If these books had been around when I was a teenager, I would have totally wanted to be a cop in London. I would have been super disappointed in my career aspirations to find out that there was no supernatural department of the Metropolitan Police Department, so it’s probably best that these books only came out a few years ago.

Nutshell blurb: Peter Grant is back for another adventure. This time he’s investigating the murder of the son of an American diplomat which means that the FBI gets involved. Hijinx and hilarity ensue.

I read The Rivers of London back before I started this blog, so I haven’t done a write-up on that but if you would like to read my thoughts on Moon Over Soho, please feel free to do so.

I loved this book as much (but maybe a teensy bit more because I adore Lesley) as the last one. They actually do seem to get better as you go along. The characters are all so unique and well thought out. They could be real people for all I know. They certainly seem like it.

I want to read them all again, one after the other because sometimes I forget events or names of people from previous books if I’ve left too much time in between them.

Also, Mr. Aaronovitch has such an engaging style of writing that I get so caught up in the narration that I don’t concentrate on what’s actually happening.

Does that even make sense? Maybe not, but it happens, people. It’s probably not the best thing when reading a crime novel as you need to pay attention to the details in order to keep up with plot twists and such.

It doesn’t really matter, though. The sheer enjoyment I’ve gotten from reading these books so far is worth it. And I’m sure that I’ll pay more attention to the facts during my second pass.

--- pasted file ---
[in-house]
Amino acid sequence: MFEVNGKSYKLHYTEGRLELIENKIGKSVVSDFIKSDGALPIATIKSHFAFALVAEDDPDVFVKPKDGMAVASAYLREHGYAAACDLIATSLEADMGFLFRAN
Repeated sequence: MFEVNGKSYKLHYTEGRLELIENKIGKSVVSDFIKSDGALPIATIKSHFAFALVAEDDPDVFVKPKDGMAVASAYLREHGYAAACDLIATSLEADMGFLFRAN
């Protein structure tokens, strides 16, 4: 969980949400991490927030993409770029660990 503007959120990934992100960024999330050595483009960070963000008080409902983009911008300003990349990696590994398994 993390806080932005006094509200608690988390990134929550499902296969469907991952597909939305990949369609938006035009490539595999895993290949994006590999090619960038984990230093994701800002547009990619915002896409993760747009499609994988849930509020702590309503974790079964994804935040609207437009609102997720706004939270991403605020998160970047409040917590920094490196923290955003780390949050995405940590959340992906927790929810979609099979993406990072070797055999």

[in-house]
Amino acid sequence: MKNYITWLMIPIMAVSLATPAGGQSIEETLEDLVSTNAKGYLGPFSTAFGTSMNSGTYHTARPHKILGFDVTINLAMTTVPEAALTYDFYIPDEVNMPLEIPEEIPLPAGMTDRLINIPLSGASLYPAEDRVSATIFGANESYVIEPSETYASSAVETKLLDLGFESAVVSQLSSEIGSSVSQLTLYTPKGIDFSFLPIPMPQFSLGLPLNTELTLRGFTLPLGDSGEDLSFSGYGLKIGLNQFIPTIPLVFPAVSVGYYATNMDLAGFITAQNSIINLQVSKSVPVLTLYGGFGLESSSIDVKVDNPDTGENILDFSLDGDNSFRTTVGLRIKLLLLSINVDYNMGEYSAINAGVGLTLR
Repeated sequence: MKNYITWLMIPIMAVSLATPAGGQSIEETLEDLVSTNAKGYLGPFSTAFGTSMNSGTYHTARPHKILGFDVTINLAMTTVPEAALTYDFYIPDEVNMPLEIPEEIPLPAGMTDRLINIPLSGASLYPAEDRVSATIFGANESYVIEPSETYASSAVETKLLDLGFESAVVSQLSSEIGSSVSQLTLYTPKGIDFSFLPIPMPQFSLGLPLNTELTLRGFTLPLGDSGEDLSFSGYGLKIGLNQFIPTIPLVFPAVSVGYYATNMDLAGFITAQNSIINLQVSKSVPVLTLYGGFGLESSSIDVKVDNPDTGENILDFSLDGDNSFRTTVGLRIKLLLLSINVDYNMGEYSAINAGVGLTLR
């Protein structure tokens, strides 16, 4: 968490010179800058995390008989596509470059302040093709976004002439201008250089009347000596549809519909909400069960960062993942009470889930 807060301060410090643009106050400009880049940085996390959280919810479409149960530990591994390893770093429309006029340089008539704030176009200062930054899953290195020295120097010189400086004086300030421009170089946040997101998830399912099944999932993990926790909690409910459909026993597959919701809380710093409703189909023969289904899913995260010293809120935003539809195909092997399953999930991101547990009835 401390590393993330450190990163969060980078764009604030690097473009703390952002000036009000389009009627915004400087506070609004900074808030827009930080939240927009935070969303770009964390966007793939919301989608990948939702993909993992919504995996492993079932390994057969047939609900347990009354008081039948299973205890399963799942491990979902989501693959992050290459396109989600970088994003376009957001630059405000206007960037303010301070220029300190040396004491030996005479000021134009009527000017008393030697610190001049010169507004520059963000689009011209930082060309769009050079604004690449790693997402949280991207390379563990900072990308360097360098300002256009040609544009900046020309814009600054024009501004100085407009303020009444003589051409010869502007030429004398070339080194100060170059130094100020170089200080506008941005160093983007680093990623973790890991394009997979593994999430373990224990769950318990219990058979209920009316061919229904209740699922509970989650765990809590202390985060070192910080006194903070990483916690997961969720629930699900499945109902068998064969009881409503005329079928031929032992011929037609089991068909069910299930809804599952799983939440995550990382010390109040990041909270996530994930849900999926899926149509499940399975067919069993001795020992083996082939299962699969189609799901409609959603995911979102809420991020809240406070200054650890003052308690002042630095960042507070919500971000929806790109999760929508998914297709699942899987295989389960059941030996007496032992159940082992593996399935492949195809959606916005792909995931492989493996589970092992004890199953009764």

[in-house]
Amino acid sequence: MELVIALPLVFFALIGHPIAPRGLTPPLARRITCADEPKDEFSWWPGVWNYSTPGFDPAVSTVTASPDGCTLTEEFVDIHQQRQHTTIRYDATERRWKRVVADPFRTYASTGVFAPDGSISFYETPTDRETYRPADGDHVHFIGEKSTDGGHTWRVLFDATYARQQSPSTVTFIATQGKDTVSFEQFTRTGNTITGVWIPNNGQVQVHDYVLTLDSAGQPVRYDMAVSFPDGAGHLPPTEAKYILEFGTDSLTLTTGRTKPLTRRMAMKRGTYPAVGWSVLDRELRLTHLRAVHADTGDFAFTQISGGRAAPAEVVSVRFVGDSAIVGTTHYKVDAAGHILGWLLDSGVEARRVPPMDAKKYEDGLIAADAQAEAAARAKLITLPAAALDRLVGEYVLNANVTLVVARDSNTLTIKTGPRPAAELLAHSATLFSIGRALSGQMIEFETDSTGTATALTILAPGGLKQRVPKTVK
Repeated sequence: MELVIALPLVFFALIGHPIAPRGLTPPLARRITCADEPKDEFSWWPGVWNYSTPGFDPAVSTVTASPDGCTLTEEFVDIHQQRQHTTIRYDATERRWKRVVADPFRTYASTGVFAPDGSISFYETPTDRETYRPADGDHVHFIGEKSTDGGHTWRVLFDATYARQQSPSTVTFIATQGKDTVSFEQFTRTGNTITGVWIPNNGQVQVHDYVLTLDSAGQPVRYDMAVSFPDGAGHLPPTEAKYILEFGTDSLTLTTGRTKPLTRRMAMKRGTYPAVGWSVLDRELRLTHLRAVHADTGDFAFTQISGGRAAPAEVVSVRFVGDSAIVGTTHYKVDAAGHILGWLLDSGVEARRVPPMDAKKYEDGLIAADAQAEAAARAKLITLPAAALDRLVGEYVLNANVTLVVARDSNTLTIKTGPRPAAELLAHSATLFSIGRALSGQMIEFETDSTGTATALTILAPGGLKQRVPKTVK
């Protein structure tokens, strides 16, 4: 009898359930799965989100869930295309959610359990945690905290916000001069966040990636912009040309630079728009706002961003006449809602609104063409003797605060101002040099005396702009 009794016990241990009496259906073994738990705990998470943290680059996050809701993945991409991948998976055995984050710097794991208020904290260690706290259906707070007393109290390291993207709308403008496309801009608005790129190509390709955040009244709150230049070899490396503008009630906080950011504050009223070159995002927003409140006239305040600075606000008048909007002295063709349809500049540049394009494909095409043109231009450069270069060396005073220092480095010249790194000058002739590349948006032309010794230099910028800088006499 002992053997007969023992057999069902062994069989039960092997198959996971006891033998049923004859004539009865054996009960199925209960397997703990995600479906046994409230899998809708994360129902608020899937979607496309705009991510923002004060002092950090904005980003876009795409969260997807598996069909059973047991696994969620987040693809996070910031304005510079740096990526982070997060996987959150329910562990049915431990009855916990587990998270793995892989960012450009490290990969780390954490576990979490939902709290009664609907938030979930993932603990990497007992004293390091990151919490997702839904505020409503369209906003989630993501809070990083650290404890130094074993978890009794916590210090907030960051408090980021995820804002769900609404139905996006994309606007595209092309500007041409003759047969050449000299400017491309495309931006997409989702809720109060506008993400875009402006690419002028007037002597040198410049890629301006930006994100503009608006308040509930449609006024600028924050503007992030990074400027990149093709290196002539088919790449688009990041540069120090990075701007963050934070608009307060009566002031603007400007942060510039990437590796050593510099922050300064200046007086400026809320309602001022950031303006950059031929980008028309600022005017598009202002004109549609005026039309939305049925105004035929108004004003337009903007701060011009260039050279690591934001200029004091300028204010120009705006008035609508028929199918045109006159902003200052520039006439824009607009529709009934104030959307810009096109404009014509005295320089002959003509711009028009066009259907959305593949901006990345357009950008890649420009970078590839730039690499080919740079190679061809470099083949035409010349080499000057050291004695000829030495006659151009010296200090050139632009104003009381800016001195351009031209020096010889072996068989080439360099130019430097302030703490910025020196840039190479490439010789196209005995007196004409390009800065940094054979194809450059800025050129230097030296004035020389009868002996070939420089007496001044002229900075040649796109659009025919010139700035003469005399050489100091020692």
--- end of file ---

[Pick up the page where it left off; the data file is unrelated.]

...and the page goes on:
I said it in my post for Moon Over Soho and I’ll say it again now: Ben Aaronovitch is a genius. I hope that he keeps on writing these books forever.

The Redbreast

In Book Reviews on June 1, 2014 at 6:00 am
Vintage 2006

Vintage 2006

Nutshell blurb: Harry Hole is a detective trying to solve a case involving a rare gun, WWII Nazi sympathisers and his murdered partner.

This was the first book I’ve read by Jo Nesbo. I’ve noticed that he is one of the most popular authors on the tube. I always see people reading his books and I’ve wanted to give them a go so I finally have.

I wasn’t disappointed.

I tend to not read too much crime. It’s not because I don’t like it, but it’s because most of the crime books I’ve read have super annoying characters in them. To be fair to the genre, I haven’t read that many of them but the ones I have really put me off. In so many cases the main character is ridiculously handsome, phenomenally talented (more so than any actual, living human being), a super athlete, catnip to the ladies, he single-handedly solves every case he comes across, speaks 15 different languages, has read every book that was ever written AND committed them all to memory. You know the kind of character I’m talking about.